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given the following table descriptions:

emp : 

ename varchar2(25)


dept:

loc varchar2(25)

I have following 3 cases:

select ename,to_number(null) from emp
union
select to_char(null),loc from dept;

  select ename,to_number(null) from emp
    union
    select to_number(null),loc from dept;

  select ename,null from emp
    union
    select null,loc from dept;

case 1 executes perfectly.

case 2 fails to execute.

case 3 executes perfectly as well.

My understanding is that we need to ensure that if there is no corresponding column for the union then we need to create an equivalent data type dummy. Hence, a number type to have something like to_number(null) in the corresponding column list of the other table.

In case 3, we specify all null, so I somewhat understand the scenario. But in case 1, there is no data type compatability between loc and to_number,but it executes. On the other hand, case 2 fails. Please clarify.

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1  
what rdbms are you using? MySql, sql-server, Oracle –  bluefeet Aug 21 '12 at 15:02
    
Oracle. Just updating the tags. Sorry. –  Kazekage Gaara Aug 21 '12 at 15:02
2  
+1 This is actually a good and interesting question –  Adrian Carneiro Aug 21 '12 at 15:04
5  
@Jim and Everyone: OP wants to know why case 1 does not fail. Case 2 fails as expected. –  Adrian Carneiro Aug 21 '12 at 15:10
    
@Adrian thanks for pointing that out explicitly. :-) –  Kazekage Gaara Aug 21 '12 at 15:15
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1 Answer 1

up vote 7 down vote accepted

This answer may be a little rambling...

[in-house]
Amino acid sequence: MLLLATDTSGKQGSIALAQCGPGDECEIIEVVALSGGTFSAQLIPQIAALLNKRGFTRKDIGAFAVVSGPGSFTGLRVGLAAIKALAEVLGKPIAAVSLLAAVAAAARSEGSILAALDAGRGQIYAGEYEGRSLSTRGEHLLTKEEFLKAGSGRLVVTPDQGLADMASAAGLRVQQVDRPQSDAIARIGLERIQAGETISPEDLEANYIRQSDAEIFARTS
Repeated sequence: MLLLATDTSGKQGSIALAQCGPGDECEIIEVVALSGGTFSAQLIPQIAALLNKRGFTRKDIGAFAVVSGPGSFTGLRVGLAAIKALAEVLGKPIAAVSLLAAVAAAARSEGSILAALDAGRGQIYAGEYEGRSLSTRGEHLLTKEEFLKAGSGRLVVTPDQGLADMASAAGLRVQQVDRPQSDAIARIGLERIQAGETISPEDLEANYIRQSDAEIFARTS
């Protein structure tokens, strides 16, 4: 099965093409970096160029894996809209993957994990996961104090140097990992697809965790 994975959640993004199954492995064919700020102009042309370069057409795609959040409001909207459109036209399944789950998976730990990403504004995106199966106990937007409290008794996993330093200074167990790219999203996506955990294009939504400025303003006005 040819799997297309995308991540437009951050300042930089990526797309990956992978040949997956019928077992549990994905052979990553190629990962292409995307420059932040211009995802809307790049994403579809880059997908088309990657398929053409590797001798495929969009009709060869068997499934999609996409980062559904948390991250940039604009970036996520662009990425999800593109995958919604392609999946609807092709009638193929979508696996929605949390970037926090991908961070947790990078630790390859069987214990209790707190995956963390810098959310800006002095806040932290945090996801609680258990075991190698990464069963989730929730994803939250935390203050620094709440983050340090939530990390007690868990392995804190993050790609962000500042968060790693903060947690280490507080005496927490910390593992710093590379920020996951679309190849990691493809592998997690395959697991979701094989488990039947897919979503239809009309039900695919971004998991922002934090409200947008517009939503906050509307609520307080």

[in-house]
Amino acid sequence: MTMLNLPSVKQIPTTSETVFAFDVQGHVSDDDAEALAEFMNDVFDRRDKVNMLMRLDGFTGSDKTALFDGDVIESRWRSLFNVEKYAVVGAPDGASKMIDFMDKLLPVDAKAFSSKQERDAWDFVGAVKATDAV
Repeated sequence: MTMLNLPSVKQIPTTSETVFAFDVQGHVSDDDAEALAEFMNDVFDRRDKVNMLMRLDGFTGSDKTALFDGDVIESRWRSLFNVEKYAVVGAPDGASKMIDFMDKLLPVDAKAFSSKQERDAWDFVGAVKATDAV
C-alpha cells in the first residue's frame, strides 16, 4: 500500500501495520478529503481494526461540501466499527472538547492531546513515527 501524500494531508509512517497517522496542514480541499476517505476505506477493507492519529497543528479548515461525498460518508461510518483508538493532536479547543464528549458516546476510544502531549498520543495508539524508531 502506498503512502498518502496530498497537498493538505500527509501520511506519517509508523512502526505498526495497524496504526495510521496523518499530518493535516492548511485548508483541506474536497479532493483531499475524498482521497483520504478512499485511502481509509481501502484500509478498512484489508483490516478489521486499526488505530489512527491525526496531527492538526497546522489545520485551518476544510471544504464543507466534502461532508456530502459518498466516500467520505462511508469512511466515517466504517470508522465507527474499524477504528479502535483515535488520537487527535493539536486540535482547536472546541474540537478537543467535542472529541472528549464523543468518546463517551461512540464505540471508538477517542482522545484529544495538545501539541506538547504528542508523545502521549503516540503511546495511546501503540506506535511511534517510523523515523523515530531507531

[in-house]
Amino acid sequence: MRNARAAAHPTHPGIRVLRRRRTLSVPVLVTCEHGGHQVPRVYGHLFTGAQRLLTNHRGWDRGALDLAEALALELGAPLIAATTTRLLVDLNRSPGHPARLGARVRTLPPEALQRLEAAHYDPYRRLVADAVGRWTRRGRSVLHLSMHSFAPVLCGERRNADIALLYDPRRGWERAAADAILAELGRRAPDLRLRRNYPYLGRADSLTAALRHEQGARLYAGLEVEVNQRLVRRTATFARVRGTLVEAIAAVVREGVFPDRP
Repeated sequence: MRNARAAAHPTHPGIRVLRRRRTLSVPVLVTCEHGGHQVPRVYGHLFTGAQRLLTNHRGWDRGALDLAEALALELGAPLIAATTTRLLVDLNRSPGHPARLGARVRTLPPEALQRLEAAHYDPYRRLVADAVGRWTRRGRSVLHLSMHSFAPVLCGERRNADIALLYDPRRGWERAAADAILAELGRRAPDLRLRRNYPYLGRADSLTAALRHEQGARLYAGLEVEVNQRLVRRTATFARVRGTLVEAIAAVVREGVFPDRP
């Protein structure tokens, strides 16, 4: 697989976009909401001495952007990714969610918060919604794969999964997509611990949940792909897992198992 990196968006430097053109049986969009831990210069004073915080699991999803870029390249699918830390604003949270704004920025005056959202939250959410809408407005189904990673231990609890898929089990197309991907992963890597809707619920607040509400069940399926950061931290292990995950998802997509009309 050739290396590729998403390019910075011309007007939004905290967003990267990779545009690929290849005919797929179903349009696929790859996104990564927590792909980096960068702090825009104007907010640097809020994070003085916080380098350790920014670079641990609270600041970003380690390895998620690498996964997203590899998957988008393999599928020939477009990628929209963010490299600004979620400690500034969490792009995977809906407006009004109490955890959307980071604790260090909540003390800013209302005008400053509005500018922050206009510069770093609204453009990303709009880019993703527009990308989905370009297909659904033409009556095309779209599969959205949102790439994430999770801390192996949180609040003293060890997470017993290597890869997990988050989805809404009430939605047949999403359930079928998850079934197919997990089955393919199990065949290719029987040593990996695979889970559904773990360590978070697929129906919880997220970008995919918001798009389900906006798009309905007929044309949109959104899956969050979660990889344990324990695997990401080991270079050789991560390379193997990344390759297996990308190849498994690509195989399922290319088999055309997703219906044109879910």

Oracle is very picky with set operations. Every column must have the same data-type as the corresponding ones in the second, third etc queries.

I think your second query fails because Oracle evaluates to_number() as a number prior to performing the union but evaluates it for "null-ness" after. Your first query succeeds because the first value has been evaluated for "null-ness" and then the union occurs. This implies that the order of evaluation is:

  1. 1st select functions
  2. 1st select data-types
  3. 2nd select functions
  4. union
  5. 2nd select data-types

I'll attempt to prove this step-by-step but I'm not sure it'll amount to an absolute proof.

Both the following queries

select 1 from dual union select '1' from dual;
select '1' from dual union select 1 from dual;

will fail with the following error as no implicit conversion takes place.

ORA-01790: expression must have same datatype as corresponding expression

However, both the following will succeed

select null from dual union select '1' from dual;
select null from dual union select 1 from dual;

If we select the dump of these two queries the following gets returned:

SQL> select dump(a)
  2    from ( select null a from dual union select '1' from dual );

DUMP(A)
-------------------------------------------------------------------

Typ=96 Len=1: 49
NULL

SQL> select dump(a)
  2    from ( select null a from dual union select 1 from dual );

DUMP(A)
-------------------------------------------------------------------

Typ=2 Len=2: 193,2
NULL

As you can see the columns have different data-types. The first query, with a character, returns a char and the second returns a number, but the order has been turned around, with the second select coming first.